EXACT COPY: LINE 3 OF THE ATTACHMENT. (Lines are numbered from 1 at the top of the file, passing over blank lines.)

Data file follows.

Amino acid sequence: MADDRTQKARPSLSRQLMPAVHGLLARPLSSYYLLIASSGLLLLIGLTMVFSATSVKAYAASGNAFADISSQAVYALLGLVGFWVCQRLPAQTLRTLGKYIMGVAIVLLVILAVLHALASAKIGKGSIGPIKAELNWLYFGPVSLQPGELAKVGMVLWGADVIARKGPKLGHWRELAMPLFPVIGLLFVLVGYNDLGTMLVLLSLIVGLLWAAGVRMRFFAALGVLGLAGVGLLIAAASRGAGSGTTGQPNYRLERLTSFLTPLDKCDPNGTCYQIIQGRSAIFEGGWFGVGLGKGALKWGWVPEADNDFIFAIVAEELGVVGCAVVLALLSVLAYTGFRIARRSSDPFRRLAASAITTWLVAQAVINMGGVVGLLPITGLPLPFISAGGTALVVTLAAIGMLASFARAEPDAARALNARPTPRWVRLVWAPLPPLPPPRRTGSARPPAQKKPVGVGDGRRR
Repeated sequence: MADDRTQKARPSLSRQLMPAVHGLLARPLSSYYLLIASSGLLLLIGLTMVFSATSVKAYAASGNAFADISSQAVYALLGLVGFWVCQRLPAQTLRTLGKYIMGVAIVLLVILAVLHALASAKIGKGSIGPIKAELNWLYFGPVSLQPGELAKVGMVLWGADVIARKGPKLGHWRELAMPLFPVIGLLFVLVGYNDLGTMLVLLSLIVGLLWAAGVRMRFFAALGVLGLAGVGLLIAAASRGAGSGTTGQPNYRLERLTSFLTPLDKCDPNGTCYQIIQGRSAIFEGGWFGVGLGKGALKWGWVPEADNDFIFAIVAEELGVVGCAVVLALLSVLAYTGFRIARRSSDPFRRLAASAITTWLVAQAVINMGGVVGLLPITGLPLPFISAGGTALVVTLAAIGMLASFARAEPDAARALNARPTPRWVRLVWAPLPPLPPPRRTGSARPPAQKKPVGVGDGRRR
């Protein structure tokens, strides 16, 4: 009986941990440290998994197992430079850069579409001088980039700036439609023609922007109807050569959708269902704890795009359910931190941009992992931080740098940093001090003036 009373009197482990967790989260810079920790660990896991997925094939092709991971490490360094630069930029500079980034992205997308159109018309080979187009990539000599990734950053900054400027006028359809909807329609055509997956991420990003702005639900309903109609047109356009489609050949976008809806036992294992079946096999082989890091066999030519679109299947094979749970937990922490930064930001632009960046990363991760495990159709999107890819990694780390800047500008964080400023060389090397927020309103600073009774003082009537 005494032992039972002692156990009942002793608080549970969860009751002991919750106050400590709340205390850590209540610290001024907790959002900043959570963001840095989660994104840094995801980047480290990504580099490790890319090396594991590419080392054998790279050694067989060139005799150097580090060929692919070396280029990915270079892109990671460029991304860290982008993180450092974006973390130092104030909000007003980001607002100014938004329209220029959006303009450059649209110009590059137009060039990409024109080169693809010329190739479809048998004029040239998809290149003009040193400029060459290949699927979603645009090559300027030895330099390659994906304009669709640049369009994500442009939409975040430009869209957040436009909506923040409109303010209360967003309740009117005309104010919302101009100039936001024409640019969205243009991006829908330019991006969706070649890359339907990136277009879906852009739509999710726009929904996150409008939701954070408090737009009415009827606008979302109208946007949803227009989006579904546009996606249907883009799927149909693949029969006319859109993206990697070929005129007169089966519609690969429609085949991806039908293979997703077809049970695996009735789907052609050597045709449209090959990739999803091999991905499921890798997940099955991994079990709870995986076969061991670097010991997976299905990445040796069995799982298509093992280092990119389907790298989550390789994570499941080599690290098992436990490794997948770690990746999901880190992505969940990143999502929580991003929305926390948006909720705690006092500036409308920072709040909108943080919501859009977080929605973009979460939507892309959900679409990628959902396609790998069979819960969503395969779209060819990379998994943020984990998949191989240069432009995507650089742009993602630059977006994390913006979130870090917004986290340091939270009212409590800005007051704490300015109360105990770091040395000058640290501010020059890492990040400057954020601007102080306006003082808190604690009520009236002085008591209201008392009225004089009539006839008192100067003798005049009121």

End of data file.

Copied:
């Protein structure tokens, strides 16, 4: 009986941990440290998994197992430079850069579409001088980039700036439609023609922007109807050569959708269902704890795009359910931190941009992992931080740098940093001090003036 009373009197482990967790989260810079920790660990896991997925094939092709991971490490360094630069930029500079980034992205997308159109018309080979187009990539000599990734950053900054400027006028359809909807329609055509997956991420990003702005639900309903109609047109356009489609050949976008809806036992294992079946096999082989890091066999030519679109299947094979749970937990922490930064930001632009960046990363991760495990159709999107890819990694780390800047500008964080400023060389090397927020309103600073009774003082009537 005494032992039972002692156990009942002793608080549970969860009751002991919750106050400590709340205390850590209540610290001024907790959002900043959570963001840095989660994104840094995801980047480290990504580099490790890319090396594991590419080392054998790279050694067989060139005799150097580090060929692919070396280029990915270079892109990671460029991304860290982008993180450092974006973390130092104030909000007003980001607002100014938004329209220029959006303009450059649209110009590059137009060039990409024109080169693809010329190739479809048998004029040239998809290149003009040193400029060459290949699927979603645009090559300027030895330099390659994906304009669709640049369009994500442009939409975040430009869209957040436009909506923040409109303010209360967003309740009117005309104010919302101009100039936001024409640019969205243009991006829908330019991006969706070649890359339907990136277009879906852009739509999710726009929904996150409008939701954070408090737009009415009827606008979302109208946007949803227009989006579904546009996606249907883009799927149909693949029969006319859109993206990697070929005129007169089966519609690969429609085949991806039908293979997703077809049970695996009735789907052609050597045709449209090959990739999803091999991905499921890798997940099955991994079990709870995986076969061991670097010991997976299905990445040796069995799982298509093992280092990119389907790298989550390789994570499941080599690290098992436990490794997948770690990746999901880190992505969940990143999502929580991003929305926390948006909720705690006092500036409308920072709040909108943080919501859009977080929605973009979460939507892309959900679409990628959902396609790998069979819960969503395969779209060819990379998994943020984990998949191989240069432009995507650089742009993602630059977006994390913006979130870090917004986290340091939270009212409590800005007051704490300015109360105990770091040395000058640290501010020059890492990040400057954020601007102080306006003082808190604690009520009236002085008591209201008392009225004089009539006839008192100067003798005049009121």